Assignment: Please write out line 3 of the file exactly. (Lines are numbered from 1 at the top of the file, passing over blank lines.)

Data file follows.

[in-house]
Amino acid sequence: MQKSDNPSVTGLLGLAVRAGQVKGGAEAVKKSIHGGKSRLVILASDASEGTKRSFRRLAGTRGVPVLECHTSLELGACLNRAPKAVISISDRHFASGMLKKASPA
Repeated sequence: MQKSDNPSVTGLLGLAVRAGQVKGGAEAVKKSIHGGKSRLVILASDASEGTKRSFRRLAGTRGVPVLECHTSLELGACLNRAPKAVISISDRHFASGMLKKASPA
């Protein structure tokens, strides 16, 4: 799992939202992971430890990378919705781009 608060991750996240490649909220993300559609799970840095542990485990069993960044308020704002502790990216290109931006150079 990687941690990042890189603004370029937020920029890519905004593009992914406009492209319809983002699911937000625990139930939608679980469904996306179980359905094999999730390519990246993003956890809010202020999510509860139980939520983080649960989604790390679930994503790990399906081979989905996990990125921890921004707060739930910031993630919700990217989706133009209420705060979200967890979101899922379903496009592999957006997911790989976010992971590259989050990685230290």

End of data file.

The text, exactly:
Repeated sequence: MQKSDNPSVTGLLGLAVRAGQVKGGAEAVKKSIHGGKSRLVILASDASEGTKRSFRRLAGTRGVPVLECHTSLELGACLNRAPKAVISISDRHFASGMLKKASPA